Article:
The locations for the next two Super Bowls have been set (New York next year and then Arizona). The finalists for the two after that have been determined (San Francisco versus Miami for Super Bowl L and the loser versus Houston for Super Bowl LI).
That leaves Super Bowl LII as the next NFL title game that is generally in play. (In English, that’s Super Bowl 52. And since I am the same age as the Super Bowl, I soon plan to refer to my age exclusively in Roman numerals.) For the game to be played in early 2018, the folks in Indiana plan to throw their hat with the ear flaps into the ring.
But Allison Melangton, the president of Indiana Sports Corp., said Tuesday that in touting the success of Super Bowl XLVI, Indy won’t point out the two slices of moldy bread surrounding the choice sandwich meat that Indy served up a year ago. Super Bowl XLV in Dallas featured an ice storm with a response strategy that consisted of hiding under the bed and waiting for everything to melt, along with a game-day seating debacle that still hasn’t been resolved in the courts. The most recent Super Bowl in New Orleans included a 34-minute power outage.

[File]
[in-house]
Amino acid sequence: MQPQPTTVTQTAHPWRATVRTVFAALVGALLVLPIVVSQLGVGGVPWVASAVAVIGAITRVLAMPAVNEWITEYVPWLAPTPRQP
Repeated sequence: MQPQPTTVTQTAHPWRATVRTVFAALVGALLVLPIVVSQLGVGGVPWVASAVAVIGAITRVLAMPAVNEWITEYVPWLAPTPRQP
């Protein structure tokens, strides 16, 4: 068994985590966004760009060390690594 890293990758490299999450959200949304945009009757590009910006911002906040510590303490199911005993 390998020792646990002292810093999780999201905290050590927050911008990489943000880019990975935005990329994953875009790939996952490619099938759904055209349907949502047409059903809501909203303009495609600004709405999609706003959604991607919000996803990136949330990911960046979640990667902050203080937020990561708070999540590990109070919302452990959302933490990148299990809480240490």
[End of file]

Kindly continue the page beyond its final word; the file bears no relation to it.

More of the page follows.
“That’s not been our style,” Melangton said of the possibility of pointing to the failures of other Super Bowls, via the Associated Press. “Typically, when we’ve been bidding on all our events, we’ve pointed out why they should come to Indy and not why they should not go somewhere else, and it’s worked for us. So why change now?”
There’s another reason not to change, in this specific situation. The NFL simply doesn’t care about the glitches that occurred in Dallas or New Orleans, or that may be looming for the first open-air NFL game to be played in the month of February in a Northern climate.
The league isn’t in the business of excluding Super Bowl host cities. Instead, the NFL wants to maximize the potential locations for the game. More cities in the mix will lead to more potential bids. More potential bids will lead to more competition to win the bidding. More competition will lead to more money for the NFL.
As long as the NFL gets paid, perfection in the execution becomes an afterthought. Especially since the periodic problems tend to result in even more attention being paid to America’s ultimate reality show.